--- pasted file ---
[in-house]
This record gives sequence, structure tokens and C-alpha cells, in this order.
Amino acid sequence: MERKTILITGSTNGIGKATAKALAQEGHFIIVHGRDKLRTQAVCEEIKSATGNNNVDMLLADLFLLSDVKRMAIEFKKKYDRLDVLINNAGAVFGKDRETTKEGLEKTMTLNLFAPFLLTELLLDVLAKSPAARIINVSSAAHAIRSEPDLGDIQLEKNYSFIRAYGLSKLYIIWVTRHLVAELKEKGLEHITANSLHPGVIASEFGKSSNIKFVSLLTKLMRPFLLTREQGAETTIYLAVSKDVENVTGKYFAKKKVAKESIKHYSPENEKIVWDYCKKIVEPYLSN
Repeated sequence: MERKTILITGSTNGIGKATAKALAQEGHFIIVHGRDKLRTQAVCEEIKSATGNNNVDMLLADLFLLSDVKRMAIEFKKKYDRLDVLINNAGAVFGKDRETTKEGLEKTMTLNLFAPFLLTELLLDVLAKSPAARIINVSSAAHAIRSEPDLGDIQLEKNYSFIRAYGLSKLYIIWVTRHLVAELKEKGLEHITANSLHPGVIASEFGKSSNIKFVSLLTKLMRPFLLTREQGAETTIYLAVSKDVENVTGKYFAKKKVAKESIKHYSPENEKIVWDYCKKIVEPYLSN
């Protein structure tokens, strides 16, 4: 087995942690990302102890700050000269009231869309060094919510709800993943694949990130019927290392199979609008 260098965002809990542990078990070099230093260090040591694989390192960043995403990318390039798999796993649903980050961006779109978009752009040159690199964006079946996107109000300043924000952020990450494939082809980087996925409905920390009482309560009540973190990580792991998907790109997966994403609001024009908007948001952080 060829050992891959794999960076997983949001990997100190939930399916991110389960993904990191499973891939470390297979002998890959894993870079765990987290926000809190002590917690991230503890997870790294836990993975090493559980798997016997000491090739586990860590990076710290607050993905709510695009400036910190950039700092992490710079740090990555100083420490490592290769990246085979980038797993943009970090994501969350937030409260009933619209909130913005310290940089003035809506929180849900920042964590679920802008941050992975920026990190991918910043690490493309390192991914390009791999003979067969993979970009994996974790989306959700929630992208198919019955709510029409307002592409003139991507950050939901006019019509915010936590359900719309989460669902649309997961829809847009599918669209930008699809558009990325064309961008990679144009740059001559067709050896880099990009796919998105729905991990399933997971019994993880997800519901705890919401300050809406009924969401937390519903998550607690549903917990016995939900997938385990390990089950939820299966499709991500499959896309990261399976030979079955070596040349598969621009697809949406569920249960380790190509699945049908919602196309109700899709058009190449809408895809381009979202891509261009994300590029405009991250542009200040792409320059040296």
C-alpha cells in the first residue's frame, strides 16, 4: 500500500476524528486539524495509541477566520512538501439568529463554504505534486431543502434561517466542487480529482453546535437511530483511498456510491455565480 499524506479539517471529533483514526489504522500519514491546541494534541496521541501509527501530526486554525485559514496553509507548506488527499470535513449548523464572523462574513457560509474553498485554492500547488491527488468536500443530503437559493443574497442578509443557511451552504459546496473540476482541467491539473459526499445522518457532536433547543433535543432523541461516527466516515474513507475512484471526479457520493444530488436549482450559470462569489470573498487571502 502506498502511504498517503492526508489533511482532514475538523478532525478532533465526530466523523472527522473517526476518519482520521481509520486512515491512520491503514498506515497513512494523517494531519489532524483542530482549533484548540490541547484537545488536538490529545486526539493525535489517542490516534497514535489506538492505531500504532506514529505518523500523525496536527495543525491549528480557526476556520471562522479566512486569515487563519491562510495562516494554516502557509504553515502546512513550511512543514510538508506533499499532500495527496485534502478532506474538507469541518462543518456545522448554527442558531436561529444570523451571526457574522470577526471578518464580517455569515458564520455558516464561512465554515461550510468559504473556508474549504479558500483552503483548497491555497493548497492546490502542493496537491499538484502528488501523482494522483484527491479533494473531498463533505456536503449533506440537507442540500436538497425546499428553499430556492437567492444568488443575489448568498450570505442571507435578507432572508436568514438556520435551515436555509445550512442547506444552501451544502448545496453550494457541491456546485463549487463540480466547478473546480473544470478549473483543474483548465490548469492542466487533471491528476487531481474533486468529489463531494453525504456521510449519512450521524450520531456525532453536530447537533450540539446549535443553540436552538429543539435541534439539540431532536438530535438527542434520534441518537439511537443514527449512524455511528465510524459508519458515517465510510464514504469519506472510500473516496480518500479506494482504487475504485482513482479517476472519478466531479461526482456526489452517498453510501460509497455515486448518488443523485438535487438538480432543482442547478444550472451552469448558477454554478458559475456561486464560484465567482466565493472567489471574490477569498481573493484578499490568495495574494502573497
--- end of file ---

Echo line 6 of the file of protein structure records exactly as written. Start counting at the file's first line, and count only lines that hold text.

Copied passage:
C-alpha cells in the first residue's frame, strides 16, 4: 500500500476524528486539524495509541477566520512538501439568529463554504505534486431543502434561517466542487480529482453546535437511530483511498456510491455565480 499524506479539517471529533483514526489504522500519514491546541494534541496521541501509527501530526486554525485559514496553509507548506488527499470535513449548523464572523462574513457560509474553498485554492500547488491527488468536500443530503437559493443574497442578509443557511451552504459546496473540476482541467491539473459526499445522518457532536433547543433535543432523541461516527466516515474513507475512484471526479457520493444530488436549482450559470462569489470573498487571502 502506498502511504498517503492526508489533511482532514475538523478532525478532533465526530466523523472527522473517526476518519482520521481509520486512515491512520491503514498506515497513512494523517494531519489532524483542530482549533484548540490541547484537545488536538490529545486526539493525535489517542490516534497514535489506538492505531500504532506514529505518523500523525496536527495543525491549528480557526476556520471562522479566512486569515487563519491562510495562516494554516502557509504553515502546512513550511512543514510538508506533499499532500495527496485534502478532506474538507469541518462543518456545522448554527442558531436561529444570523451571526457574522470577526471578518464580517455569515458564520455558516464561512465554515461550510468559504473556508474549504479558500483552503483548497491555497493548497492546490502542493496537491499538484502528488501523482494522483484527491479533494473531498463533505456536503449533506440537507442540500436538497425546499428553499430556492437567492444568488443575489448568498450570505442571507435578507432572508436568514438556520435551515436555509445550512442547506444552501451544502448545496453550494457541491456546485463549487463540480466547478473546480473544470478549473483543474483548465490548469492542466487533471491528476487531481474533486468529489463531494453525504456521510449519512450521524450520531456525532453536530447537533450540539446549535443553540436552538429543539435541534439539540431532536438530535438527542434520534441518537439511537443514527449512524455511528465510524459508519458515517465510510464514504469519506472510500473516496480518500479506494482504487475504485482513482479517476472519478466531479461526482456526489452517498453510501460509497455515486448518488443523485438535487438538480432543482442547478444550472451552469448558477454554478458559475456561486464560484465567482466565493472567489471574490477569498481573493484578499490568495495574494502573497